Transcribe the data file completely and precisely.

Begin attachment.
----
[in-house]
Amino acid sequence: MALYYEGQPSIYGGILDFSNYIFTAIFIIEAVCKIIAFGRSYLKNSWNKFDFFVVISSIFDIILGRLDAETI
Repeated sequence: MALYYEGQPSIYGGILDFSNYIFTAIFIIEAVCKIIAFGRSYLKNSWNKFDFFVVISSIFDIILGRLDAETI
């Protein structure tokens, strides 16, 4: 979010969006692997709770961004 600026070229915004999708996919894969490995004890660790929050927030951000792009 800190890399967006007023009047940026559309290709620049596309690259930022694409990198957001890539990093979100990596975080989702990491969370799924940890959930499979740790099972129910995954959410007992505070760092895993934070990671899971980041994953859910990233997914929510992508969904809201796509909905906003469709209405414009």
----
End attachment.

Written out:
[in-house]
Amino acid sequence: MALYYEGQPSIYGGILDFSNYIFTAIFIIEAVCKIIAFGRSYLKNSWNKFDFFVVISSIFDIILGRLDAETI
Repeated sequence: MALYYEGQPSIYGGILDFSNYIFTAIFIIEAVCKIIAFGRSYLKNSWNKFDFFVVISSIFDIILGRLDAETI
């Protein structure tokens, strides 16, 4: 979010969006692997709770961004 600026070229915004999708996919894969490995004890660790929050927030951000792009 800190890399967006007023009047940026559309290709620049596309690259930022694409990198957001890539990093979100990596975080989702990491969370799924940890959930499979740790099972129910995954959410007992505070760092895993934070990671899971980041994953859910990233997914929510992508969904809201796509909905906003469709209405414009």